Topic: Letters from Joe by Leonie Couper

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When my brother Joe arrived on Labour Day in 1952 routine in our household vanished forever.  Joe was the child who choked the septic tank with toilet paper, painted kittens blue, used his older sister’s dinner plates as flying saucers and caused his father a few chats with the local policeman.  Conversely it was Joe who mowed neighbours’ lawns, babysat their children and took over the garden of his aging grandmother.

Before Joe we were a family of two parents and three children; the youngest seven years old.  Four more babies followed, but it was Joe who altered the landscape.

Joe was nine when I left home to work in Wellington.  Shortly after began the letters which broadened my knowledge of him and his hurtle through the decades.  The first, painstakingly scribed in blue ballpoint in August 1961, included instructions on how to cure a possum skin; advice for which I don’t remember asking.

Over the years eight page letters signed with many kisses told of the goings-on in the neighbourhood, the escapades of him and his mates and his passion for ‘gurdening.’ Spelling was not Joe’s strongpoint.  A distraught letter arrived when Rastus his much loved dog was run over by the milkman.  The new pup Suzie’s paw print appeared on a letter a few months later.  By then lots of love had been replaced with fondest regards.

I was married and living in Auckland when Joe, then fifteen, wrote, “What do you think about lighthouse-keepers? I am thinking of being one for about fifteen years and then if I’ve saved enough getting a farm.”  The lighthouse-keeping never eventuated, along with later thoughts of going to Massey University to study geology.

Joe was sixteen when my husband and I took him on an Auckland Tramping Club trip to Mount Ruapehu.  The memory of the muscle-taunting climb up the mountain that day in January with the sun crystallizing icy peaks remains with us all.  For Joe it sparked a lifelong passion for tramping and climbing.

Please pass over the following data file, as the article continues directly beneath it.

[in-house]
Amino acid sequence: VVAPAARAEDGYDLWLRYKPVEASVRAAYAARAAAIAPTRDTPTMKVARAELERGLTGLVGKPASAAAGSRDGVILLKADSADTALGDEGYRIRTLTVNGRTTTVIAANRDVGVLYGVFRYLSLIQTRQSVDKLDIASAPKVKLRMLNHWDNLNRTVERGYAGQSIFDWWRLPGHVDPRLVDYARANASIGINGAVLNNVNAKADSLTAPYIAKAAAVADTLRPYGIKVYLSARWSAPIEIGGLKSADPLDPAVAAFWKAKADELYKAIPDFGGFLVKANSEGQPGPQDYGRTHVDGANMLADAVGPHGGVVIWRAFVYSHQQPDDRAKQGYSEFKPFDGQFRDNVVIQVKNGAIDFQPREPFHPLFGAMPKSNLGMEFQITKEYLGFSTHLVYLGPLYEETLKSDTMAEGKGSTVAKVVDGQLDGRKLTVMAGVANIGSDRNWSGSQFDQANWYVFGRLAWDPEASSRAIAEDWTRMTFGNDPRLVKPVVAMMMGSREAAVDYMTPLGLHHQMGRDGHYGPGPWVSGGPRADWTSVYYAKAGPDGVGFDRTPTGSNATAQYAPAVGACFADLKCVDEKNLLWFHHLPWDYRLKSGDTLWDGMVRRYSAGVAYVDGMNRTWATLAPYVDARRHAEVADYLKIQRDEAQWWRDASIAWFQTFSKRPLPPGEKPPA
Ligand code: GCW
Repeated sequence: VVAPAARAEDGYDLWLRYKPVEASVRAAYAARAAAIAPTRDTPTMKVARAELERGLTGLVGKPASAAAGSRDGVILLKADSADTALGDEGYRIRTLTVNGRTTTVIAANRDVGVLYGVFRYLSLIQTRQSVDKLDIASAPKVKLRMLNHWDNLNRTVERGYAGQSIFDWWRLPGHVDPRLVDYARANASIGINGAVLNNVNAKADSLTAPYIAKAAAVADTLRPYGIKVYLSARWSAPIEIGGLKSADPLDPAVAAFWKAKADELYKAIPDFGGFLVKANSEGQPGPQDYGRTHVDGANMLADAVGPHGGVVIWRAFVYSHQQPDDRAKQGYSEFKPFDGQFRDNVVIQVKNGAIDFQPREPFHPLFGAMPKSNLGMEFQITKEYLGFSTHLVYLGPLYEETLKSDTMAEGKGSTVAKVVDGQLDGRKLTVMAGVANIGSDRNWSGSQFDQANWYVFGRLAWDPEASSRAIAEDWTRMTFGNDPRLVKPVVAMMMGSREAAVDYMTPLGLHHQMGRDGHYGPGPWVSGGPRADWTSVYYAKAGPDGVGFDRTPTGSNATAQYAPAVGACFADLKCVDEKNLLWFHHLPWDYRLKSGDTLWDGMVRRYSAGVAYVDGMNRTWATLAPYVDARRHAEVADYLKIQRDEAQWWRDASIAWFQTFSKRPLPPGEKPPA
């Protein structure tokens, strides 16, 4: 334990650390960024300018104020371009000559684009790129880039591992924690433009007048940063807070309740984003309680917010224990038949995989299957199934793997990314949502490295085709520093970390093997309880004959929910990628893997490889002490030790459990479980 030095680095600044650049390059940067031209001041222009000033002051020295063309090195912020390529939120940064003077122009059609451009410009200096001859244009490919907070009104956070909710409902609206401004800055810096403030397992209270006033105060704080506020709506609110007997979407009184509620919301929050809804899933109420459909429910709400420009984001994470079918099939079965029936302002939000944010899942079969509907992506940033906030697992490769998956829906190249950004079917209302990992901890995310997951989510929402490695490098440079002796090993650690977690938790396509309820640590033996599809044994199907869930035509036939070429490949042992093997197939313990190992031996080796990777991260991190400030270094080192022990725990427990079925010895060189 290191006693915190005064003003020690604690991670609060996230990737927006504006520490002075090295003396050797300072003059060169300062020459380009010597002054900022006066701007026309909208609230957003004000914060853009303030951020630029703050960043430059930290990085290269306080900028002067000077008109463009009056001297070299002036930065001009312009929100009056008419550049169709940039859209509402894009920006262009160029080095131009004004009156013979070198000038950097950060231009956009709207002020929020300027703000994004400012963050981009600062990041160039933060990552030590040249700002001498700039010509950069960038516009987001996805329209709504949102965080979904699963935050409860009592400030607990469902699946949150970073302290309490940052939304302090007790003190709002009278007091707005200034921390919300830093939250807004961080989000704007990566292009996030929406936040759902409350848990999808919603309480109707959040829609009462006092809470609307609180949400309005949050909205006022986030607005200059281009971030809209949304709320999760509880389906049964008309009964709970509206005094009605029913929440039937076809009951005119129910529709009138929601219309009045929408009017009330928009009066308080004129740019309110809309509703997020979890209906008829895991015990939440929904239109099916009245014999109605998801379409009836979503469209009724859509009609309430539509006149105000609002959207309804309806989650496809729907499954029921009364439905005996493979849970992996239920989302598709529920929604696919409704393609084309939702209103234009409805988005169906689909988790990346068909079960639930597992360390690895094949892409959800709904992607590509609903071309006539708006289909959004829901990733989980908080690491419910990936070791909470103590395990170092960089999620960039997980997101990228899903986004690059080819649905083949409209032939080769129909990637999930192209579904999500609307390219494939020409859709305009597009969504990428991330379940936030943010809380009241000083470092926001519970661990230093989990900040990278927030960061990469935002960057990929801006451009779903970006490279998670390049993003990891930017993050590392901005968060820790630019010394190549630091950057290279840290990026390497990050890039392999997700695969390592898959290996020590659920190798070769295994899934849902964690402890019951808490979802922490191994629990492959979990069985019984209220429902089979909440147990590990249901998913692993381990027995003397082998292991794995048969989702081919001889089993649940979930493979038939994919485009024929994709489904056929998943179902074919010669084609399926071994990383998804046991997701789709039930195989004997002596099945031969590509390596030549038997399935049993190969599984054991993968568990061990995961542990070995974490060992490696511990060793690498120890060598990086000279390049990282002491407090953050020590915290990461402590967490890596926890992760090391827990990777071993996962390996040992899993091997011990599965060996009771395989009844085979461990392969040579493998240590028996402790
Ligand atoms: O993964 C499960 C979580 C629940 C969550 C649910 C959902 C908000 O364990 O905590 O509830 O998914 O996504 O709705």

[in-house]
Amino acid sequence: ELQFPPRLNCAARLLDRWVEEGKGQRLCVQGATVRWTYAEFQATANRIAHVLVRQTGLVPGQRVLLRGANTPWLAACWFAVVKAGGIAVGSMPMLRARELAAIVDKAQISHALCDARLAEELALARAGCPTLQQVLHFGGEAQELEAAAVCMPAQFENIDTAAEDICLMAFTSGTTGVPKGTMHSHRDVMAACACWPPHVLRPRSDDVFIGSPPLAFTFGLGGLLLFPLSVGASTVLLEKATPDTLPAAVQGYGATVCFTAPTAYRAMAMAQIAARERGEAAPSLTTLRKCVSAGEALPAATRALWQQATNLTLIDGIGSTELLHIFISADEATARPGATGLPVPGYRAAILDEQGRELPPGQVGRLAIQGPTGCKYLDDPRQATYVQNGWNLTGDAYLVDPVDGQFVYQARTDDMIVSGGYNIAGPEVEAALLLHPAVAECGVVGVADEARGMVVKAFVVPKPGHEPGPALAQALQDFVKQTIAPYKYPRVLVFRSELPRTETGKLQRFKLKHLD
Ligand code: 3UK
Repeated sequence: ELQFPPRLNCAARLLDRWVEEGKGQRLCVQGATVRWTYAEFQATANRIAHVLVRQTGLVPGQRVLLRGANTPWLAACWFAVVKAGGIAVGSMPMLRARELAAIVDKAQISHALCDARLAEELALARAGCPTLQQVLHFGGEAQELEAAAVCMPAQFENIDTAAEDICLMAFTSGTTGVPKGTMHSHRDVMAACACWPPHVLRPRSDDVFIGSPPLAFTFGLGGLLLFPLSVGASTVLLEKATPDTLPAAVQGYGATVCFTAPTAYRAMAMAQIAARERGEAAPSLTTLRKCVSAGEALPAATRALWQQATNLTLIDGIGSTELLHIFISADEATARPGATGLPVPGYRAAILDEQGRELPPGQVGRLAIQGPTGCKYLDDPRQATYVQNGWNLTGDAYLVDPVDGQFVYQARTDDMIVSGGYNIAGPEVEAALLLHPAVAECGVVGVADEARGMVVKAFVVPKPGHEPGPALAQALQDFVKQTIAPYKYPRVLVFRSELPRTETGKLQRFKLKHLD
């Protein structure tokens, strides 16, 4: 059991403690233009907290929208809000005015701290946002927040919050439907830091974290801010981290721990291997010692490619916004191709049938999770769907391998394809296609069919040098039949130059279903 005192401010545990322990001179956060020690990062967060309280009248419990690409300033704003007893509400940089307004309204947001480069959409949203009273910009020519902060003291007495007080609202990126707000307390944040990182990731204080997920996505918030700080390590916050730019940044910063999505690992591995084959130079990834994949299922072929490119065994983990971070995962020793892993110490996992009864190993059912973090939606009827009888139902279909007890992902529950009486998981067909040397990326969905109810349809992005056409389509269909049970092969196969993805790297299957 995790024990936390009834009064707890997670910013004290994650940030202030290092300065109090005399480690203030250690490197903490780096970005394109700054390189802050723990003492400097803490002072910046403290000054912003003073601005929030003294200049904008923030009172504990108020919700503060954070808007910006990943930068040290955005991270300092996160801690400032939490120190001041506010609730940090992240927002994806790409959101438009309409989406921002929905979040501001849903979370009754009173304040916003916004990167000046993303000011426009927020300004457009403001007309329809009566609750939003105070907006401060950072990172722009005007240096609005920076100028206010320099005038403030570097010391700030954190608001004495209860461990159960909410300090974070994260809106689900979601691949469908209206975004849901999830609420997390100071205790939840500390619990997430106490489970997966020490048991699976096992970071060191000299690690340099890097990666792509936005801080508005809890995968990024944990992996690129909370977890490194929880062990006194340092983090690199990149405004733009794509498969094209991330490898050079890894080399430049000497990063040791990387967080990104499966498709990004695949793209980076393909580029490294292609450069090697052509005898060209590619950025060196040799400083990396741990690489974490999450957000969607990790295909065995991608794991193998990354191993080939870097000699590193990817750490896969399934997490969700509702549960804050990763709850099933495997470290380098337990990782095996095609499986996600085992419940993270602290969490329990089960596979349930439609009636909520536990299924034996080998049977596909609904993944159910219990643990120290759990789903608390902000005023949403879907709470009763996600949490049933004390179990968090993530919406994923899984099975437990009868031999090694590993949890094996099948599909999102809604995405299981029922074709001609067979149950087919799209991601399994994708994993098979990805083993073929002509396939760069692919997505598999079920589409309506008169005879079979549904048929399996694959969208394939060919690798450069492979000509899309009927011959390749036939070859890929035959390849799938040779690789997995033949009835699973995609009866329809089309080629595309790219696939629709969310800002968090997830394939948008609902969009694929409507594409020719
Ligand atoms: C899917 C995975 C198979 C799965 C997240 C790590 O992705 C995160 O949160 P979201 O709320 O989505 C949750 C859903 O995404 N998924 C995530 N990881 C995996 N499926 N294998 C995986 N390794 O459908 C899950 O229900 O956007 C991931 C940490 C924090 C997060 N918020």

The passion did not extend to school work.  Half way through the seventh form Joe’s letter began, “I knew you would be angry when I left school but I thought a lot about it and it seemed to be a complete waste of time.” 

Anger was not what I felt.  Joe was blessed with a keen intellect.  Our family hoped he would gain a bursary and go to university.  Instead he joined the work force at the local timber mill and supplemented his income with possum trapping.  Then, after an altercation with his boss, he bought an old truck and went fencing around the Wairarapa and Hutt Valley.

There he might have stayed except for an inner spark of ambition.  Approaching 22 he wrote, “I have been down to Wellington for a couple of interviews.  It seems that I’m not much good to anyone as I am so I’m going to go to university next year.  I think a B Com is the most useful degree…

The following year Joe entered Victoria University in Wellington to begin a commerce degree.  Anything more removed from his adventurous soul was impossible to imagine.

In 1976 while working in the accountancy department of General Motors and studying part-time Joe became deeply depressed and ready to quit. He wrote, “…all those years of wandering around the wop-wops has slowed my brain down I think.  The girlfriend situation is a bit hopeless – they are a different breed down here – a person like myself without a background in the social norms and values of these kind of people is at a bit of a loss.” 

To beat the black dog he joined a tramping club, took dancing lessons and read books on positive thinking.  Towards the end of the year and still morose he penned, “….I am getting old faster and faster it seems.”  He was 24.

On a business trip to Wellington my husband arranged lunch with Joe and suggested he come to Auckland to finish his degree.  He could work on the new house we were building in exchange for board.  Joe agreed.

Before moving north he took his youngest brother and an old school friend on a tramping trip in the South Island.  Over the Olivine ice plateau they went with ice axes and packs containing tent, sleeping bags, rain gear, four layers of wool and food for twelve days.  Coming down from the plateau Joe led the charge over the Routeburn Track before trekking through Fiordland’s bush and rivers.

When the trio eventually emerged unshaven, lean and hungry Joe had conquered his demons.  With his worldly goods piled into his blue Vauxhall Viva he arrived in Auckland to begin again.

Full-time university and a Dale Carnegie course followed, slotted in with wielding a paintbrush and trundling wheelbarrows loaded with sand and scoria.